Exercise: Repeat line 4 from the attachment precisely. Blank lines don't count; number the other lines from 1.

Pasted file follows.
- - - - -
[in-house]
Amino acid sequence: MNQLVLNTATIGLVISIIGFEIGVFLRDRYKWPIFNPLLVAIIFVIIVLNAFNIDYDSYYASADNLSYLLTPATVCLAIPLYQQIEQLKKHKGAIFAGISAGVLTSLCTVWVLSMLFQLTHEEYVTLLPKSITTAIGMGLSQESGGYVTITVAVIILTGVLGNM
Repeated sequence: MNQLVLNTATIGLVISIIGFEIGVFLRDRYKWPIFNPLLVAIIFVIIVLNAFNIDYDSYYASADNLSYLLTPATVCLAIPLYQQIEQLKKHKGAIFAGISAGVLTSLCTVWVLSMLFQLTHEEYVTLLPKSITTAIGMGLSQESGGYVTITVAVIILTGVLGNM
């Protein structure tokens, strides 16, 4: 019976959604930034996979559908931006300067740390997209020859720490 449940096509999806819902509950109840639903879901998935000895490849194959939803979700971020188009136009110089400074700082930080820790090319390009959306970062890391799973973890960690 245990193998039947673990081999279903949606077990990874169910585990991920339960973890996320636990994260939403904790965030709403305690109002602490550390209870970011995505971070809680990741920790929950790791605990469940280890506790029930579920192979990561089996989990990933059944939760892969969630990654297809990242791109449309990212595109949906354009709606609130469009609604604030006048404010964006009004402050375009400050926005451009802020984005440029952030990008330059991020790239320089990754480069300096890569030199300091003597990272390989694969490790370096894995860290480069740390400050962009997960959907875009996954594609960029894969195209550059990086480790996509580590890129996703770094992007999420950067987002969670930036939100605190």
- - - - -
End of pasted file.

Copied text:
């Protein structure tokens, strides 16, 4: 019976959604930034996979559908931006300067740390997209020859720490 449940096509999806819902509950109840639903879901998935000895490849194959939803979700971020188009136009110089400074700082930080820790090319390009959306970062890391799973973890960690 245990193998039947673990081999279903949606077990990874169910585990991920339960973890996320636990994260939403904790965030709403305690109002602490550390209870970011995505971070809680990741920790929950790791605990469940280890506790029930579920192979990561089996989990990933059944939760892969969630990654297809990242791109449309990212595109949906354009709606609130469009609604604030006048404010964006009004402050375009400050926005451009802020984005440029952030990008330059991020790239320089990754480069300096890569030199300091003597990272390989694969490790370096894995860290480069740390400050962009997960959907875009996954594609960029894969195209550059990086480790996509580590890129996703770094992007999420950067987002969670930036939100605190």